Unlike a lot of people, I like Thursday Night Football. Sure, it stinks if you’re on the East Coast or live somewhere in the middle of the country and football goes up against your favorite shows, (we’ll leave the ‘Community’ vs ‘Big Bang Theory’ debate for another day), or if you’re on the West Coast and football starts at 5:20pm while you’re still at the office. The trade off is that if your team plays on Thursday, you’re under a lot less pressure to watch football on Sunday and this is the time of year when Sundays start to become very, very valuable.

Thanksgiving in two weeks means you either need the following Sunday for travel or for recuperation, or most likely, both. And then it’s holiday party season which takes up both weeknights and weekends. Last second work projects need completed by the end of the year. More travel. More recuperation. Forget holiday shopping, just going to the grocery store starts to take longer around this time of year. Because everyone’s back on Standard Time, you sort of want to spend some time outside on Sunday after going into a windowless office while it’s still dark and then returning home again without seeing a single ray of daylight.

Football on Thursdays? Efficient use of time if you ask me.

Just because you’re rushed to watch football on Thursday night — or for that matter, Monday night — doesn’t mean you don’t have time to make a decent football snack. Enter the rustic tart.

Tarts are incredibly forgiving and can pretty much be stuffed with whatever you want. Sort of pizza like, not very pizza like; healthy ingredients or a pound of sausage. Up to you.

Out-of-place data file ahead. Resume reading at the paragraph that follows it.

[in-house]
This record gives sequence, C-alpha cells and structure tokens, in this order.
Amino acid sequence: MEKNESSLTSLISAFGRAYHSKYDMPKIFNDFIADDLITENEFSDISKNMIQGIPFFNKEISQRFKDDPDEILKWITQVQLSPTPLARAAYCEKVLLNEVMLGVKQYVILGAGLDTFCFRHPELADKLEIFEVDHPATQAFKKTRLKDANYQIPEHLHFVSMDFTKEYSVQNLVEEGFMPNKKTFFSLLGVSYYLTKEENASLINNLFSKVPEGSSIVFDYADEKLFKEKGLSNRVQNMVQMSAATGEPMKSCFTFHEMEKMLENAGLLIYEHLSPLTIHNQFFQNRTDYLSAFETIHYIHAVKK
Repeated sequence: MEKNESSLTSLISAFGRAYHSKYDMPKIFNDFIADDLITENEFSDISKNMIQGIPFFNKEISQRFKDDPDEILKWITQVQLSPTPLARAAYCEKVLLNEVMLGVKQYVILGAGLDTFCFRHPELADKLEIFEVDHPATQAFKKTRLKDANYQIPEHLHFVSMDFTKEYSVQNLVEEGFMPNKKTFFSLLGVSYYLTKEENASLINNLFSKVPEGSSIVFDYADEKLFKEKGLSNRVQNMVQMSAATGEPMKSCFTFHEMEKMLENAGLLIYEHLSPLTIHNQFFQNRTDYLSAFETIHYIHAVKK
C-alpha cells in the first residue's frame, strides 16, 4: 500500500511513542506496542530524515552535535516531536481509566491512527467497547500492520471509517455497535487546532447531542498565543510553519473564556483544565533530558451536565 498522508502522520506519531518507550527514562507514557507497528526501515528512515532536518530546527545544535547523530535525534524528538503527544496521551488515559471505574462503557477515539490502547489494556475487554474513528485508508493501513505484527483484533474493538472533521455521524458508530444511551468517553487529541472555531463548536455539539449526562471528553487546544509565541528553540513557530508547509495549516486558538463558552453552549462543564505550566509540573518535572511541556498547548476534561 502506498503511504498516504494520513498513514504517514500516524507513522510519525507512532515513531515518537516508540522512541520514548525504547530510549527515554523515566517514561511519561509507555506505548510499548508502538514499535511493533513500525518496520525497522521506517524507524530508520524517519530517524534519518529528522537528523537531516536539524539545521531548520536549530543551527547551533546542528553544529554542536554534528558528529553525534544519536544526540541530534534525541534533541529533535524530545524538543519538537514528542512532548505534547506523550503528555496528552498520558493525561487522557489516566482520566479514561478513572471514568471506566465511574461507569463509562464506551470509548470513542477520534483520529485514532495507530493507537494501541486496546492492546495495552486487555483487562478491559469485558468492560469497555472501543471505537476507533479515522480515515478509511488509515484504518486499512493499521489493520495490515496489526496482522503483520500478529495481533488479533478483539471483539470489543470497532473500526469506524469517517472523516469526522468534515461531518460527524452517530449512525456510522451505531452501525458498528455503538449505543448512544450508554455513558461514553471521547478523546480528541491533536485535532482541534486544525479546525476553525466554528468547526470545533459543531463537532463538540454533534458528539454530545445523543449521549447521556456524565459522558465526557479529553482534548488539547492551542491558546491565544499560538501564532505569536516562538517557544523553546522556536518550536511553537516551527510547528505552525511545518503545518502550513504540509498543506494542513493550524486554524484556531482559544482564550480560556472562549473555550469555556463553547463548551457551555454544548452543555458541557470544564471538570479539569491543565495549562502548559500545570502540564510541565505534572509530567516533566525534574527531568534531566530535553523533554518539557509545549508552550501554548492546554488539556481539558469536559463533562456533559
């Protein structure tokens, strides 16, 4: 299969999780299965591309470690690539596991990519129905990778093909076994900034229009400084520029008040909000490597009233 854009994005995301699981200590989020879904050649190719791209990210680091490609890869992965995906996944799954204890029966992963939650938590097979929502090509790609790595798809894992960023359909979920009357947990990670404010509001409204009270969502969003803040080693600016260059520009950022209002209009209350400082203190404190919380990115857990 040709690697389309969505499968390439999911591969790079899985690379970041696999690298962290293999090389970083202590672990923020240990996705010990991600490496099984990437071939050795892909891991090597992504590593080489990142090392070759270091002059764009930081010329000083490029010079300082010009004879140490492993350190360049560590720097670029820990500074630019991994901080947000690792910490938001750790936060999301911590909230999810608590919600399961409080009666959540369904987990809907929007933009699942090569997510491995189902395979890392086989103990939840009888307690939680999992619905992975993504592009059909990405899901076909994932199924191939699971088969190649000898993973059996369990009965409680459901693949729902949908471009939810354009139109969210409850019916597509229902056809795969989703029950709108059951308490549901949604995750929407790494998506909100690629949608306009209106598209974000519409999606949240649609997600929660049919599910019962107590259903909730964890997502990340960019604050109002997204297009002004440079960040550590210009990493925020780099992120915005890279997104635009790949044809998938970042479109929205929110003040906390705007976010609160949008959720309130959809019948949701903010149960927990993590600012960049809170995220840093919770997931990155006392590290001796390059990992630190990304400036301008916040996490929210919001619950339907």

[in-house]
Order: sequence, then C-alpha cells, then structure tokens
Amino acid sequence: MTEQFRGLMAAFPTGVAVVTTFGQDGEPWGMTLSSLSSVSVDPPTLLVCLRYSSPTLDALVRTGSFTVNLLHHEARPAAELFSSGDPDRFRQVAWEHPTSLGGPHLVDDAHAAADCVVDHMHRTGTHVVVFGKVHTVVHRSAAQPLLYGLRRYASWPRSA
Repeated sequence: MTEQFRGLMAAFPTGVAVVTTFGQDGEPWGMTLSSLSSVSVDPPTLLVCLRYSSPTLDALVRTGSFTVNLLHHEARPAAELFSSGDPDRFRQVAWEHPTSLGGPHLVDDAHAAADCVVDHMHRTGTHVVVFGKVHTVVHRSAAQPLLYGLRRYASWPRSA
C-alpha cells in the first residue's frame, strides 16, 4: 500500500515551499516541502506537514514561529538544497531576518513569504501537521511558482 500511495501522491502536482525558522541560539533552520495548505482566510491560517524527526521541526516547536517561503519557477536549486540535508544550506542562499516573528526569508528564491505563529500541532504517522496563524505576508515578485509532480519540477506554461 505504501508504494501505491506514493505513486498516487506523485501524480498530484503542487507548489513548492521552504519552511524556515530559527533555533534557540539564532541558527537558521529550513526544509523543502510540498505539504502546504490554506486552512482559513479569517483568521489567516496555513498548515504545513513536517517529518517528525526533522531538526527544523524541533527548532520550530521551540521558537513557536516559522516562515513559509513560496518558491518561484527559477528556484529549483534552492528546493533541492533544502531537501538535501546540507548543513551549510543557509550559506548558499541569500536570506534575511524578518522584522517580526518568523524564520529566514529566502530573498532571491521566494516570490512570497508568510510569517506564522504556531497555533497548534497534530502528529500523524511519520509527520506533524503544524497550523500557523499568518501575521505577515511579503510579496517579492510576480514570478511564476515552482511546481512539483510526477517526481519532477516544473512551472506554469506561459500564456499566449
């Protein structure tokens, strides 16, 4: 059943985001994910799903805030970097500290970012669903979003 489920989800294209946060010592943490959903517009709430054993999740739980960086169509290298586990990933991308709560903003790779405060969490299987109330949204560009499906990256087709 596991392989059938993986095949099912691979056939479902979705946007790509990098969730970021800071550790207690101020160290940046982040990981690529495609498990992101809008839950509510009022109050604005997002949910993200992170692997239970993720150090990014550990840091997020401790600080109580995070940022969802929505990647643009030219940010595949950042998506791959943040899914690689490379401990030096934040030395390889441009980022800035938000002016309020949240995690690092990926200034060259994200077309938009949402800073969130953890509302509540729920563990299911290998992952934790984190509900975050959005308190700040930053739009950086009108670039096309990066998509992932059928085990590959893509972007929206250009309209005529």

Potato Leek and Tomato Cheese Rustic Tarts

You will need…

Potato Leek Rustic Tart
1 Pre-made pie crust, thawed
1/2-1 Pound of baby potatoes, sliced
2 Leeks, chopped and cleaned (White and light green part only.)
Fresh savory herbs, chopped (I prefer sage, rosemary and thyme. Just a few stems of each.)
Tablespoon or two of olive oil
Salt and pepper

Tomato Cheese Rustic Tart
1 pre-made pie crust, thawed
3 ripe Roma tomatoes
About a cup of cheese; mozzarella, provolone, Parmesan mix of you happen to have all on hand. (I find rustic tarts are a great way to use up the little bits of cheese I have left over that are not enough cheese for a cheesier dish.)
Fresh basil and parsley, chopped (A few sprigs each.)
Tablespoon or two of olive oil
Salt and pepper

Preheat the oven to 375º.

A brief word on pre-made crusts.

When I make pie, I make my own crust. (I generally use the Joy of Cooking recipe for a quick crust that calls for the fats to be 1/2 butter, 1/2 shortening, flour, a little water or milk and a dash of salt.) A homemade crust elevates the simple fruit pie, brings out the best in custard pies and is an absolute must with mousse pies. When making savory tarts, quiches or meat pies, store bought pie dough saves on both time and effort without sacrificing taste. Don’t be ashamed to use pre-made crusts from time to time.

If you want to roll out the crusts a little bit more so they are 12 inches across and not the standard 9 inch crusts you can, but it’s not necessary.